Tuesday, June 12, 2012


One of the on going discussions Elgin and I have had since returning from Niger is why, if we think reflecting and blogging is such good thing to do for our relationship and our faith, we don’t continue the practice when we are at home.

This new blog is an effort to keep the reflecting, processing, and blogging going for us.

Recently, on one of my morning walks, I found myself blogging in my head.  On this beautiful Minnesota spring morning I was walking in a picture perfect neighborhood looking at all the colorful spring flowers, the manicured, watered, lush lawns, the attractive homes with picketed fences – well you get the idea.  I began to contrast the perfection, the cleanliness, and the orderliness I was seeing on my walk with anything but perfect vistas in Niamey.  Ugly black plastic bags, sandy, orange ground, and no landscaping of any kind is not as attractive as a residential neighborhood in Edina.

As I was contemplating the differences and admiring the Edina landscape all of a sudden I heard through an open window a very angry woman – I am assuming a mother – screaming, yes screaming, at her children.  Her screaming completely destroyed the serene image I was seeing and I realized in that moment that I never heard that kind of an outburst toward children in the 6 months in Niamey.  Maybe it is just too hot to add a hot temper to one’s day but the incident gave me pause.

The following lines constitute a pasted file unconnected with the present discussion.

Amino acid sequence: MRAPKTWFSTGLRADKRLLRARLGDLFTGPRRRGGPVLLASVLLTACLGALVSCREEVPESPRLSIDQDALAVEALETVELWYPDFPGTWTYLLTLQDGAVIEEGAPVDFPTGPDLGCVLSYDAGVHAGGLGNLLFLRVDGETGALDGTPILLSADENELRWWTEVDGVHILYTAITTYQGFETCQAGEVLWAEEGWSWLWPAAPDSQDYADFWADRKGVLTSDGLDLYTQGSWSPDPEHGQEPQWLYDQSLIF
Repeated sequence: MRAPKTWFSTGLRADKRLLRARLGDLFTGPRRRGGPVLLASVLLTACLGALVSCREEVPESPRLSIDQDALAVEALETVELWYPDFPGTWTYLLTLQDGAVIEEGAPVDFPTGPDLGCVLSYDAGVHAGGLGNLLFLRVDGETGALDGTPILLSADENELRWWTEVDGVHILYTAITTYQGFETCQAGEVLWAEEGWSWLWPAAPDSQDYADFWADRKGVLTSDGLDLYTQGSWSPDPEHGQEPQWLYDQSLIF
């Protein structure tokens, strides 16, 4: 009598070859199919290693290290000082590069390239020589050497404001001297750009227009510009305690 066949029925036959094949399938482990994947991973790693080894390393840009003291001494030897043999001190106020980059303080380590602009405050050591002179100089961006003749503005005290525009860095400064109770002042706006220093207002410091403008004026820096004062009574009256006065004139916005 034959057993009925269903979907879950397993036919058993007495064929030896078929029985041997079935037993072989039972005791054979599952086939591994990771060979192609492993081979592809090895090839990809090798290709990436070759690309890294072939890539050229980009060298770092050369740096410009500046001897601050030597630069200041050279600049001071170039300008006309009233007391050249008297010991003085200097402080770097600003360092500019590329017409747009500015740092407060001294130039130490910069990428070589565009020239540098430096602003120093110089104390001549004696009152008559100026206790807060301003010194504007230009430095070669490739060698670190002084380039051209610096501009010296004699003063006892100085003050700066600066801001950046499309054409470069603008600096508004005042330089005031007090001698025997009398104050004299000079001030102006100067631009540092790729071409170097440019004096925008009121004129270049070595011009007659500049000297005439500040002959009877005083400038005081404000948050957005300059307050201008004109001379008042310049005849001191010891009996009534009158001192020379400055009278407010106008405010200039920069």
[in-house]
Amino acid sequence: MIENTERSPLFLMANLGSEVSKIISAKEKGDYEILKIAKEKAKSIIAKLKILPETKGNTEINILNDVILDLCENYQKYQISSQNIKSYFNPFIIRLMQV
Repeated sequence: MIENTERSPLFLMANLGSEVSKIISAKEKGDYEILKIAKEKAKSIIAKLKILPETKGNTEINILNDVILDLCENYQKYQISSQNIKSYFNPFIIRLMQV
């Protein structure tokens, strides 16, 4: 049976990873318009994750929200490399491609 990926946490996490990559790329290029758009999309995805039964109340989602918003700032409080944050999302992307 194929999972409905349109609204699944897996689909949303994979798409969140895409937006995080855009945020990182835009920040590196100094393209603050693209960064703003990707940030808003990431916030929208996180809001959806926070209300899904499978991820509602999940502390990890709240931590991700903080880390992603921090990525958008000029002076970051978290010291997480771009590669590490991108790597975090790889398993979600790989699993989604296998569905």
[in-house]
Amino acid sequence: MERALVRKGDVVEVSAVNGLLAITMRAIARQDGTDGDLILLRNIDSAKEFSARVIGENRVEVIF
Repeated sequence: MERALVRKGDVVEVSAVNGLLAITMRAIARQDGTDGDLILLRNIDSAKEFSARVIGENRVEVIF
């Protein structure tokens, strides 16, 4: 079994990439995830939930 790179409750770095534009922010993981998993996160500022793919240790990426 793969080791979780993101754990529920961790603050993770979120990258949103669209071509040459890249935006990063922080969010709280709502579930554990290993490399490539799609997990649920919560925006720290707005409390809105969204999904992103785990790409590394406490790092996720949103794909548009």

I have been struck since being home that we go to great extents to make sure our homes, cars, and clothes look well cared for, that everything we have looks put together and neat. We pay a lot of attention to the “outside.”  I know I do.  How I look, how my home looks, how my car looks – I think the culture that I have bought into here puts an emphasis on the “look” of things.  This is not all bad, but I wonder - Am I just trying to look good on the outside in order to hide the not so put together me on the inside?  Am I using things like my home and my car to cover up the imperfections in my life?  And from whom?  Others?  God? 

I thought about how in Niamey, appearance of one’s self or one’s surroundings was not important.  Oh, the women dressed well but not extravagantly.  It seems to me, the people of Niamey, weren’t trying to pretend they were anyone other than who they were.  They didn’t pretend to have it all together or seem to worry about what others thought.  Now granted I didn’t speak French so I may have missed something in the translation.

I thought about how I like a clean, neat home and I can accomplish that by putting (okay, stuffing) things in drawers or closets – places I hope others won’t see. 

Why do I need to look like I have it all together I wondered?  Am I afraid to let others see “me?”   
One of the things I learned in my last Beth Moore bible study in Niger was that I am who God says I am.  I know I am a sinner in need of God’s forgiveness and redemption.  God knows this about me too.  So I want to “give up” any illusions of being who I am not and be the person God created me to be.